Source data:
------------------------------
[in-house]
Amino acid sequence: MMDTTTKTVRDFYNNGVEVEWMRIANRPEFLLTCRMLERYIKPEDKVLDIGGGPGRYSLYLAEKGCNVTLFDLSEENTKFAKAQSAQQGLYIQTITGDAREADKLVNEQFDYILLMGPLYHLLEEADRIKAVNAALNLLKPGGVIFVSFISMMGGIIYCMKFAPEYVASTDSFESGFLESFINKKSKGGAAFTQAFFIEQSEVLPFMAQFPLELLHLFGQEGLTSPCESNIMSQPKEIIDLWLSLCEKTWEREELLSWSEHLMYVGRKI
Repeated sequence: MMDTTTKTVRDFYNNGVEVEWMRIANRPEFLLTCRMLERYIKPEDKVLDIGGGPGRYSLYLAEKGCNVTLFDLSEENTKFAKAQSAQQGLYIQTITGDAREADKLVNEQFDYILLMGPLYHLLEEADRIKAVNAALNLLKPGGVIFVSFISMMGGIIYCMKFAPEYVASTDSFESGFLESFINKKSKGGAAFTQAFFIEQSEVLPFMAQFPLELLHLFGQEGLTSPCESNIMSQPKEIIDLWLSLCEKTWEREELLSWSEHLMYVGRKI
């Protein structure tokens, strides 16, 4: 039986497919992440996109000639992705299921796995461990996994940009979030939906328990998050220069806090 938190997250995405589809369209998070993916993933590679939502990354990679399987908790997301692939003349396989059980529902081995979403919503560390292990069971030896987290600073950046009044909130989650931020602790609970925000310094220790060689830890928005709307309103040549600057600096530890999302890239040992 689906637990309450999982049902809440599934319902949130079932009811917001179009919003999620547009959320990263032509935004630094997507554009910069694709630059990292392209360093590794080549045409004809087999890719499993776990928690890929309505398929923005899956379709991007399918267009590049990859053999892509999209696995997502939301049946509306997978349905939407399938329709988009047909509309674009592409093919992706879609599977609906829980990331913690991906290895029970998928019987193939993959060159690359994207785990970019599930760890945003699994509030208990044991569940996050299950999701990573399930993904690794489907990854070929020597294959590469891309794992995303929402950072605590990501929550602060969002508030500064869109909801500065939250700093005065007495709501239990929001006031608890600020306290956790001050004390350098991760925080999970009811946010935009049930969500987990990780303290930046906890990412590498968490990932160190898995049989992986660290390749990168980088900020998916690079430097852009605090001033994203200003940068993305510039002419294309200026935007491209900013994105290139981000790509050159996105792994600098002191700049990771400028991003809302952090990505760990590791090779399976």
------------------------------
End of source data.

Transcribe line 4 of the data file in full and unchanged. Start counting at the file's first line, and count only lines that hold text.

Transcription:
């Protein structure tokens, strides 16, 4: 039986497919992440996109000639992705299921796995461990996994940009979030939906328990998050220069806090 938190997250995405589809369209998070993916993933590679939502990354990679399987908790997301692939003349396989059980529902081995979403919503560390292990069971030896987290600073950046009044909130989650931020602790609970925000310094220790060689830890928005709307309103040549600057600096530890999302890239040992 689906637990309450999982049902809440599934319902949130079932009811917001179009919003999620547009959320990263032509935004630094997507554009910069694709630059990292392209360093590794080549045409004809087999890719499993776990928690890929309505398929923005899956379709991007399918267009590049990859053999892509999209696995997502939301049946509306997978349905939407399938329709988009047909509309674009592409093919992706879609599977609906829980990331913690991906290895029970998928019987193939993959060159690359994207785990970019599930760890945003699994509030208990044991569940996050299950999701990573399930993904690794489907990854070929020597294959590469891309794992995303929402950072605590990501929550602060969002508030500064869109909801500065939250700093005065007495709501239990929001006031608890600020306290956790001050004390350098991760925080999970009811946010935009049930969500987990990780303290930046906890990412590498968490990932160190898995049989992986660290390749990168980088900020998916690079430097852009605090001033994203200003940068993305510039002419294309200026935007491209900013994105290139981000790509050159996105792994600098002191700049990771400028991003809302952090990505760990590791090779399976």